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Educational dilemmas

Susan Hamlyn, director emerita at The Good Schools Guide, answers your educational questions.

Our son is seven and quite clearly bookish and studious. Our daughter is nine, wildly sporty and social. Our instinct is to send our daughter to the local comprehensive which is good and where most of her friends will go, but to send our son to an independent prep school and on through the independent system. The decision is complicated by the fact that we couldn’t afford to send both of them to independent schools but we don’t want this to contribute to our making the wrong call. Can you help?

It's not an uncommon problem - two very different children, the possibility of choice and, inevitably, parental anxiety, guilt and sleepless nights.

The key factor has to be the children themselves and, in a way, you have answered your own question because you are - like all sensible parents - looking at the actual children you have, not at some template child.

Your daughter wants to go to the local good comprehensive school with her friends and, if given her head, will probably do fine there. Being the older one, she would probably benefit from, and appreciate, an open discussion about the decision and understand that her brother might well go to a different school.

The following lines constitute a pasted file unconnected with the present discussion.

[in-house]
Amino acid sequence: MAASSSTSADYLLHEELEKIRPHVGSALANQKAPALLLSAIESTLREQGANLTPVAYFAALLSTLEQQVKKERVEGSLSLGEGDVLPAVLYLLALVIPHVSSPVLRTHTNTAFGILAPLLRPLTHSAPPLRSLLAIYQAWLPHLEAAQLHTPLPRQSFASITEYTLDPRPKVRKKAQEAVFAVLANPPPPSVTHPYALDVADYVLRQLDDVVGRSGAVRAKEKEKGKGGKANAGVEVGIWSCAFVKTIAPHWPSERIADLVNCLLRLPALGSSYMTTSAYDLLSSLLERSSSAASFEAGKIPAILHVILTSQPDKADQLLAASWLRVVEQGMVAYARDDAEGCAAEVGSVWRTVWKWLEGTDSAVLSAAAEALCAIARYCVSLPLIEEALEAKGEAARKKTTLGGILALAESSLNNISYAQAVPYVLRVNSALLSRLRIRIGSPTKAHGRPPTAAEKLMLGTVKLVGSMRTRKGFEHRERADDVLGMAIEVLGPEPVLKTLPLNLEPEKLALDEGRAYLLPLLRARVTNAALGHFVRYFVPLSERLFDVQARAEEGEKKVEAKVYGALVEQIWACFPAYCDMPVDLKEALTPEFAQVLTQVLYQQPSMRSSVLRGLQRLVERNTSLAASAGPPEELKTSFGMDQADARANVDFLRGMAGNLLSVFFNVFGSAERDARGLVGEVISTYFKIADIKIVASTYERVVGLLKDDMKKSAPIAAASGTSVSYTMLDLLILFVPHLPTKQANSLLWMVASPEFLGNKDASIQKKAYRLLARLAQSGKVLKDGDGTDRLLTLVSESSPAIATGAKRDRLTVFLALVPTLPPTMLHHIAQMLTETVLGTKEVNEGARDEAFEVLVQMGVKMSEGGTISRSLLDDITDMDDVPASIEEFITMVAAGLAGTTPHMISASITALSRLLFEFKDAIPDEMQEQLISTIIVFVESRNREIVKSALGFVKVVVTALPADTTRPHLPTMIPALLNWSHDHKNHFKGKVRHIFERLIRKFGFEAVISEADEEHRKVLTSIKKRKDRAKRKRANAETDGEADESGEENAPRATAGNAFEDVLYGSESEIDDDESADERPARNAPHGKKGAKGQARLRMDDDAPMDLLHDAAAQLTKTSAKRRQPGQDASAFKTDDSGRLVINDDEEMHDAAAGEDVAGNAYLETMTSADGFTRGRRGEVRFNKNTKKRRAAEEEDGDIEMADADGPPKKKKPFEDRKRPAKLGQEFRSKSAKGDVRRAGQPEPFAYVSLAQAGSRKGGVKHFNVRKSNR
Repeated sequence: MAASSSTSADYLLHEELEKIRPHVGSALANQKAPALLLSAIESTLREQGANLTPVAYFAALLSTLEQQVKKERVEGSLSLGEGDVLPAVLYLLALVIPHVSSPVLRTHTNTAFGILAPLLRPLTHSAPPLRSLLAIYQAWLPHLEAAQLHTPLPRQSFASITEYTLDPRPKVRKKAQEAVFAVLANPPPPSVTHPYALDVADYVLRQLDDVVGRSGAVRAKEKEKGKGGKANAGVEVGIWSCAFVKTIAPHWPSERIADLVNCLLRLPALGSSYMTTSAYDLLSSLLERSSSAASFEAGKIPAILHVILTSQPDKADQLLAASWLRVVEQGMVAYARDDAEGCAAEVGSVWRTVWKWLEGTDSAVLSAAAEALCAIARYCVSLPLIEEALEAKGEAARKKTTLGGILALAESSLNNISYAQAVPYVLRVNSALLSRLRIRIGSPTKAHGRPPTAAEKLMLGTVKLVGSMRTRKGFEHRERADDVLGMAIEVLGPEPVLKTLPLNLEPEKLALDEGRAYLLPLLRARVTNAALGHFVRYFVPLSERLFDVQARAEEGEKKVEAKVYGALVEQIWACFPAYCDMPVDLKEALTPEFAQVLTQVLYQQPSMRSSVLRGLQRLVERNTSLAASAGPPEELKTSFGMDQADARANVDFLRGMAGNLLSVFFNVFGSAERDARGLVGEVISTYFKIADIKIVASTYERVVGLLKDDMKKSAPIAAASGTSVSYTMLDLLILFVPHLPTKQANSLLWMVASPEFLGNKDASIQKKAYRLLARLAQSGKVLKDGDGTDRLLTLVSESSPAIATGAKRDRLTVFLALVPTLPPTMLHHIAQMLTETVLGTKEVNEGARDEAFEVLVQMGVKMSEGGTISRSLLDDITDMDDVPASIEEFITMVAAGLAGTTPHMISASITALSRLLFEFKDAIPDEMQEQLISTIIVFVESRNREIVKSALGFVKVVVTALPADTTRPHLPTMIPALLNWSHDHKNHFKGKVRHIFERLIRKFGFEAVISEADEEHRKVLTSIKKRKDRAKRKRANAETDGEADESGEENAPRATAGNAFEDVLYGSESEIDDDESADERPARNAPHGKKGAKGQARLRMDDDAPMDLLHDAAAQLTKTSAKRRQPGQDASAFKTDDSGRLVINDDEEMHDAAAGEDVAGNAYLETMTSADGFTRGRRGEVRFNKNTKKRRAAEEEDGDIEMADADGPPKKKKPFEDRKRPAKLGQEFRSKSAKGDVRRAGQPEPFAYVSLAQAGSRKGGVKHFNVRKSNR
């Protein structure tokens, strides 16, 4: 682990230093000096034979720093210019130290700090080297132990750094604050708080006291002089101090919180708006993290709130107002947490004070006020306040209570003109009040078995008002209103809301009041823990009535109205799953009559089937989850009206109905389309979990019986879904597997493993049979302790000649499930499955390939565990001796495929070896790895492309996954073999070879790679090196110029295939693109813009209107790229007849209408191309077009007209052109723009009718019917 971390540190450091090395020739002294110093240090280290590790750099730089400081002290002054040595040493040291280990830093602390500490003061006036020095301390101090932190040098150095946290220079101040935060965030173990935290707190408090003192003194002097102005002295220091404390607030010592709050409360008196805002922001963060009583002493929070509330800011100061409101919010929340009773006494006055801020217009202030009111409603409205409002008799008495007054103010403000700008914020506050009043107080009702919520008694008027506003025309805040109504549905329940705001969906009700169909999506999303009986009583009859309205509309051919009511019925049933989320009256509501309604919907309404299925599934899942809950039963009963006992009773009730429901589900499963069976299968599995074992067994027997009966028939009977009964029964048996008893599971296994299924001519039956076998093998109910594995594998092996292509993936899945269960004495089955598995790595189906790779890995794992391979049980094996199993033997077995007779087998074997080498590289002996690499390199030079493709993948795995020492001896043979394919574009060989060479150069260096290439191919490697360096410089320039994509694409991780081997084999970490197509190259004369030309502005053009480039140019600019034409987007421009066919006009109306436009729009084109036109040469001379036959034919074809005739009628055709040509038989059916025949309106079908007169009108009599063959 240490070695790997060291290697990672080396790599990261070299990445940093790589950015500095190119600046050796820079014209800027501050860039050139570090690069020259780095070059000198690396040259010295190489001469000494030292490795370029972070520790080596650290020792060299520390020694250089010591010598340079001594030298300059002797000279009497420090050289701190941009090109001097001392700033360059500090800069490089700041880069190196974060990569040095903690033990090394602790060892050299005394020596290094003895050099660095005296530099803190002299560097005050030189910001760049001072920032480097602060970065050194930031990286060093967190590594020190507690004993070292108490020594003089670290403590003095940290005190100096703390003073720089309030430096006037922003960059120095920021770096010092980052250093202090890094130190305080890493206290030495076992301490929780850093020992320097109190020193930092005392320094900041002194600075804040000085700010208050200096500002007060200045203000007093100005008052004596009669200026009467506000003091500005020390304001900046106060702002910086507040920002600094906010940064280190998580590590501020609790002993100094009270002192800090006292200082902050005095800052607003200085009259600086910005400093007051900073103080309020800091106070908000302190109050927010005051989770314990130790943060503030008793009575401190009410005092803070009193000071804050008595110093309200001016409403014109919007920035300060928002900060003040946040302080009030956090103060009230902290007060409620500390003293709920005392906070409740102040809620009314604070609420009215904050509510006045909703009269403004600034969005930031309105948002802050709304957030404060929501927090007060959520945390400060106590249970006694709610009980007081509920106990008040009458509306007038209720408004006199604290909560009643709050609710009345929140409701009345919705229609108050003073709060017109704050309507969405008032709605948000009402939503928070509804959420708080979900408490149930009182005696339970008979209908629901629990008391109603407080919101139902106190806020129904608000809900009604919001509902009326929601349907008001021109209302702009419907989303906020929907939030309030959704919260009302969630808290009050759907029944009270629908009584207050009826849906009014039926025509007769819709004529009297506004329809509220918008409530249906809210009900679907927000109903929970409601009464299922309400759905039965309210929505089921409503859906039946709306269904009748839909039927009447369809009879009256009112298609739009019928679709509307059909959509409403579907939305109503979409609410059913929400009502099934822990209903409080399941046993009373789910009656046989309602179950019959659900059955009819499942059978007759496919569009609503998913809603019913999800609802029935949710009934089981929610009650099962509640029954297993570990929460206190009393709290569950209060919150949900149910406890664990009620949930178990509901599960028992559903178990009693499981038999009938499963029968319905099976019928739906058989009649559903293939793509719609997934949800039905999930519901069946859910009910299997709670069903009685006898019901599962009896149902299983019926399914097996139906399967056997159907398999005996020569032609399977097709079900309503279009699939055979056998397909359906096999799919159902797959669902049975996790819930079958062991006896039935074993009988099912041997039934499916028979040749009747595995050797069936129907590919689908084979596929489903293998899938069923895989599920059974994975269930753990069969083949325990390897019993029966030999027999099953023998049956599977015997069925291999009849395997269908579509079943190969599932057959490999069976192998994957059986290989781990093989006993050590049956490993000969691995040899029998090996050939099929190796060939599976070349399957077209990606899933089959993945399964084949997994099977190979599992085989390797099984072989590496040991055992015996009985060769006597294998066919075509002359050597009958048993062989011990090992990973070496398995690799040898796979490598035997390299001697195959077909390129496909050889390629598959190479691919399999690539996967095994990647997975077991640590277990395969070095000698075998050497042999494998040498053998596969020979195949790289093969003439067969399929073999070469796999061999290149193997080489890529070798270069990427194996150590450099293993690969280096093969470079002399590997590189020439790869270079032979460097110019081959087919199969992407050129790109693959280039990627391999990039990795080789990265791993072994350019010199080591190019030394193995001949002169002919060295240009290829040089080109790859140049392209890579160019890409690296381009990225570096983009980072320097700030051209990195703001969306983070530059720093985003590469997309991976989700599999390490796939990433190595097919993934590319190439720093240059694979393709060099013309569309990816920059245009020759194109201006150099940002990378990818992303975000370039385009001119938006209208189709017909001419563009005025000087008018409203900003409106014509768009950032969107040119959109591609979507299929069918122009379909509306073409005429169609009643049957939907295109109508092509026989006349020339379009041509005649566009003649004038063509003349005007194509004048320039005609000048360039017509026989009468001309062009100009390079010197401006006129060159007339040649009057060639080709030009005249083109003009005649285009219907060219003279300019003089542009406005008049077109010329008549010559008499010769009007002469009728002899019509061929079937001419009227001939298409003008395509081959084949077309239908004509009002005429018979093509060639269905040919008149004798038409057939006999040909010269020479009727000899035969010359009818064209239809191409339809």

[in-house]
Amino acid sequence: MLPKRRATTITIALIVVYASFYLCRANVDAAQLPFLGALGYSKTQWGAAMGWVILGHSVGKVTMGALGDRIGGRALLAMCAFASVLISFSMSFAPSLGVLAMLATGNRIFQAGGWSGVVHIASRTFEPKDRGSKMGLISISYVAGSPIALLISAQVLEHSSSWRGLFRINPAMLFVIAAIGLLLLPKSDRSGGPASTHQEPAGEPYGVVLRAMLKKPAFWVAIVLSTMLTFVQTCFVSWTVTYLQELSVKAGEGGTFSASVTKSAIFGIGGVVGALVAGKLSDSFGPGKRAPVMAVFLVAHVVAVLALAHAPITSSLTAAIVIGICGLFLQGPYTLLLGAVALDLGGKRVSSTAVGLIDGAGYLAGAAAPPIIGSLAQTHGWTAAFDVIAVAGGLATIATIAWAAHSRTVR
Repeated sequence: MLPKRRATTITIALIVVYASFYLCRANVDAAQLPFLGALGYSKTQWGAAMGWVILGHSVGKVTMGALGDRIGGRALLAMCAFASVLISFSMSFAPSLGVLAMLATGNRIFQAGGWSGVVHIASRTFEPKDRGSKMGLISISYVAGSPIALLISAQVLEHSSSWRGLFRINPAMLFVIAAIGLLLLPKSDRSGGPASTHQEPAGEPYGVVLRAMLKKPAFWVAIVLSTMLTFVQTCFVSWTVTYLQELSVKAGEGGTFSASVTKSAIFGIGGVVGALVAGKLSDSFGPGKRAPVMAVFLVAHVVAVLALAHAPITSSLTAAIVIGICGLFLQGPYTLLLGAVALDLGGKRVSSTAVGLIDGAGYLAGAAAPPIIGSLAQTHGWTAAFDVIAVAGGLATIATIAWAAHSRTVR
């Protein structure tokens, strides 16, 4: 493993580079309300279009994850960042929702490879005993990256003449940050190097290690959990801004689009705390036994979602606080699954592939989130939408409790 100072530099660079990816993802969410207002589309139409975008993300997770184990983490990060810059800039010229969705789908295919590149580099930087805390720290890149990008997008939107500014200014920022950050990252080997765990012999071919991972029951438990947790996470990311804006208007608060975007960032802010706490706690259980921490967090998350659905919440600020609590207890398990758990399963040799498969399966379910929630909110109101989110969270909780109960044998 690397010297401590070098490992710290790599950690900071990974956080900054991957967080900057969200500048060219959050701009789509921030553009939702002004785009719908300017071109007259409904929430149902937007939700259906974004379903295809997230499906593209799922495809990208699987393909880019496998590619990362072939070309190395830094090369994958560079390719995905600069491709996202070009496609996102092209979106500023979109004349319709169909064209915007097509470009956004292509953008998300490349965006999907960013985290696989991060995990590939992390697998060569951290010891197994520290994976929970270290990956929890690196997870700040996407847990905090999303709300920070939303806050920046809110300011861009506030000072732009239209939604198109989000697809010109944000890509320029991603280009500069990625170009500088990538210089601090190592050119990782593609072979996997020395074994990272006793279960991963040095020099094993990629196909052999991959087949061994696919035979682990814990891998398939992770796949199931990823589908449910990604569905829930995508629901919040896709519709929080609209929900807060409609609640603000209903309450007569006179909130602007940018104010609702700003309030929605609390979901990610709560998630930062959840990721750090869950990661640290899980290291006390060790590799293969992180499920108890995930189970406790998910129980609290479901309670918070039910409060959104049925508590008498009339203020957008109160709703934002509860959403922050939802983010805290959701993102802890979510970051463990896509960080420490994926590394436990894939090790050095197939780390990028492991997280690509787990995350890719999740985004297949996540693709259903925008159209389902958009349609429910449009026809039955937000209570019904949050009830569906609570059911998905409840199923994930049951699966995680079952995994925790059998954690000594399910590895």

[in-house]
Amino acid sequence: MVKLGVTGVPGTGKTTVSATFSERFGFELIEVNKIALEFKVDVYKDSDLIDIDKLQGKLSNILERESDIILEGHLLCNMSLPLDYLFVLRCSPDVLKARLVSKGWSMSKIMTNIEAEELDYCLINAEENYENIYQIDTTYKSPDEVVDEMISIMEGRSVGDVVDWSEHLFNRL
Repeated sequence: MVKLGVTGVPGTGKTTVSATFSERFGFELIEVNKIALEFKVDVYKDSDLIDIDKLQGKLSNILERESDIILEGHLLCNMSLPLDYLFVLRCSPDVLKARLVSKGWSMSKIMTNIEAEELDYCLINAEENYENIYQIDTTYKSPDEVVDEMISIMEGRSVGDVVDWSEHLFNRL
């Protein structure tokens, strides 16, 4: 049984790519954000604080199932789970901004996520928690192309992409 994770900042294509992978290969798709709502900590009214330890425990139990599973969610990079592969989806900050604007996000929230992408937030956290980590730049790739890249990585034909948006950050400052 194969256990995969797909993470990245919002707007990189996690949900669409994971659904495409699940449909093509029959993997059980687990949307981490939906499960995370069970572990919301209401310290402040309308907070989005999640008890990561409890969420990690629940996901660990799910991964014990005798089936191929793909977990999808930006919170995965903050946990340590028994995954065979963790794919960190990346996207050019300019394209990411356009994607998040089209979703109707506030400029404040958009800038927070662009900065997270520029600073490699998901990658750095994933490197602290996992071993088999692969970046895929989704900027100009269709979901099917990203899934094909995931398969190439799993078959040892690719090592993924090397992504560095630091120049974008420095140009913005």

What is best for her is not necessarily best for him. She will understand that you would be paying for his school place but not for hers, but this will probably mean little to her if she gets what she wants.

I wouldn't put too much emphasis on the money side of the matter - better to focus on your care as parents in doing the best for each of your, obviously different, children. Your son will also need to understand this. It isn't about the money, it's about who they are, so I wouldn't stress the fact that this choice might mean more holidays, treats or whatever.

The final point is that your choices are not irrevocable. Although, in general, moving schools is not something I advise unless there is a real need, should either of your children not thrive at the schools you choose, you can look elsewhere. Children given opportunities develop all kinds of aptitudes and enthusiasms at different times and the school they start at seven or 11 might not be the best when they are 13 or 16.

If you have an educational dilemma that you’d like us to consider running in the next issue, please get in touch [email protected]

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